“Innovations need to go through a few phases, each of which requires funding. First, funding is needed to turn an idea into a prototype. Once this has been done successfully, the prototype needs to be tested. Then come the clinical trials. Finally, funding is needed to turn it into a workable product and have it commercialised,” says Dr Wong.
The difficulty is in getting funders to figure out which stage they should be funding. Ultimately, DHM’s goal is to bring together stakeholders, set up a sandbox and provide suggestions to regulators.
“Collaboration is key. We are an inclusive organisation and we hope that anyone who is interested in this industry will collaborate with us,” says Dr Wong.
The start-up story
Many digital health start-ups have emerged in Malaysia in the last few years. One of them is Door2Door Doctor, founded by Dr Prathaban Raju in 2013 after he had to take care of his father.
“In 2012, my father was diagnosed with liver cancer. That led me to start the company and offer all the services that a home care patient would need, such as doctors, nurses, physiotherapists, blood tests, caregivers and transport. I was taking care of my dad and realised that a lot of people need these services,” says Dr Prathaban, who was a general physician at a primary care clinic.
He sold the company in 2017. The platform provided on-demand and subscription-based services for home care. It supplemented the service of caregiving with technology, both at the front and back end. “My passion is in combining medical care with technology,” he says.
After he sold his start-up, he joined Strateq Health Inc, which builds back-end IT systems for hospitals. “We do this for 23 hospitals. Now, I provide consultancy to companies that are in or are looking to go into healthcare technology,” says Dr Prathaban.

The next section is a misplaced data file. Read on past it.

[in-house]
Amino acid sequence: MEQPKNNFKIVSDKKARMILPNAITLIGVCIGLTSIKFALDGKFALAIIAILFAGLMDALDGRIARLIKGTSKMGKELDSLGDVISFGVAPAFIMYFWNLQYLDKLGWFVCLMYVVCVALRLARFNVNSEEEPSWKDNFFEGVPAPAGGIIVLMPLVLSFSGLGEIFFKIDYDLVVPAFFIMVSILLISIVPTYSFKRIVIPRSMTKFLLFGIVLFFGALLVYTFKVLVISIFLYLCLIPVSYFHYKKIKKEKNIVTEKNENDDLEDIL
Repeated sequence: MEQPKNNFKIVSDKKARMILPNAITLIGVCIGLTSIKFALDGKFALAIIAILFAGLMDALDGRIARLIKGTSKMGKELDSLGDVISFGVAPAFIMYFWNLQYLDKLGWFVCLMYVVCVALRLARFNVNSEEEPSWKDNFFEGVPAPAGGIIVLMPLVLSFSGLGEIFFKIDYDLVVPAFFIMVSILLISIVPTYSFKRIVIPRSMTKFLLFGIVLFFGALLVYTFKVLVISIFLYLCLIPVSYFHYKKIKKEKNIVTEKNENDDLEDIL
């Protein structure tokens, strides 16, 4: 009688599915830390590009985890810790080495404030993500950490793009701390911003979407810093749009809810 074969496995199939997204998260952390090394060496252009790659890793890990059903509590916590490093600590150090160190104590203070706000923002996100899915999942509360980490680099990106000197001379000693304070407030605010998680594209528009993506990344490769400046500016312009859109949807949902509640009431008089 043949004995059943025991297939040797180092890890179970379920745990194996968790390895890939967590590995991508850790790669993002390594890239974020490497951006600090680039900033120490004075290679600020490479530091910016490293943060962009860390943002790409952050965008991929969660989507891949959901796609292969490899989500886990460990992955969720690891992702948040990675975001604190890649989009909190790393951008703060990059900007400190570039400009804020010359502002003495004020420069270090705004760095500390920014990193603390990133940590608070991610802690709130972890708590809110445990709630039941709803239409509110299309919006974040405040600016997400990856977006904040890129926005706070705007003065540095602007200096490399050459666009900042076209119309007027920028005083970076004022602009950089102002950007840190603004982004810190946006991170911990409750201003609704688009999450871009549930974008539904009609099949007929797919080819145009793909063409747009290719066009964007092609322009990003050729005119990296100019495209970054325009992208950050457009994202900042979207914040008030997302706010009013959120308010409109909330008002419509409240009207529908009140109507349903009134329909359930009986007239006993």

Similarly, Dr Raymond Choy, founder of online consultation platform Doc2Us, began his journey after his father was diagnosed with leukaemia. He was then practising medicine at the Raffles Medical Group in Singapore.
“I had to keep sourcing for doctors, haematologists and oncologists. We were very blessed to have a network to connect my father to good doctors. But it was quite a complicated case and he died after three months,” he says.
Dr Choy then thought about those who did not have easy access to doctors. “I think my colleagues, like myself, have had this experience where our family members and friends text or call us to ask about their medical conditions. All this led to the idea of creating a platform so that everyone could have simple access to a healthcare provider.”
He and his co-founder Jack Lee set up Doc2Us in 2015. But they found that Malaysians were unfamiliar with paying for online consultation services. “We felt like we were a few steps ahead of the general population. So, we pivoted and began to serve pharmacy partners, clinics and corporate clients. We also have e-pharmacies and e-labs solutions,” says Dr Choy.
Individuals can still use its free online chat service to talk with newly graduated doctors, who are carefully selected, tightly monitored and supervised by the company’s medical board. These new doctors are restricted from prescribing medication.
In June, Doc2Us became the first in Malaysia to launch a Digital Signature-powered e-prescribing solution that fully complies with the Digital Signature Act 1997. The start-up connects prescribers (doctors) to community pharmacists, who are the dispensers within the controlled enclosed ecosystem.
“A lot of times, we know our [doctors’] handwriting can be challenging for pharmacists to comprehend, which may contribute to errors. We also wanted to digitise this and make every record well-kept so they cannot be tampered or changed,” says Dr Choy.
“Electronic prescription is good but not secure and safe enough. So, we need an authorised third party to identify the prescriber and dispenser. That is where the digital signature comes in to enhance the authorisation and security processes. We are doing this for the safety of patients by providing a digital platform for doctors to communicate with pharmacists in a safe and secure environment.”
Working to create the future of healthcare
Dr Wong Chee Piau, professor of paediatrics and a founding member of Digital Health Malaysia, is an expert in paediatric neurology. Much like the other doctors, he has ideas to improve the healthcare service. One is to create an Uber-like platform for healthcare, where patients can go to an open marketplace to look for services.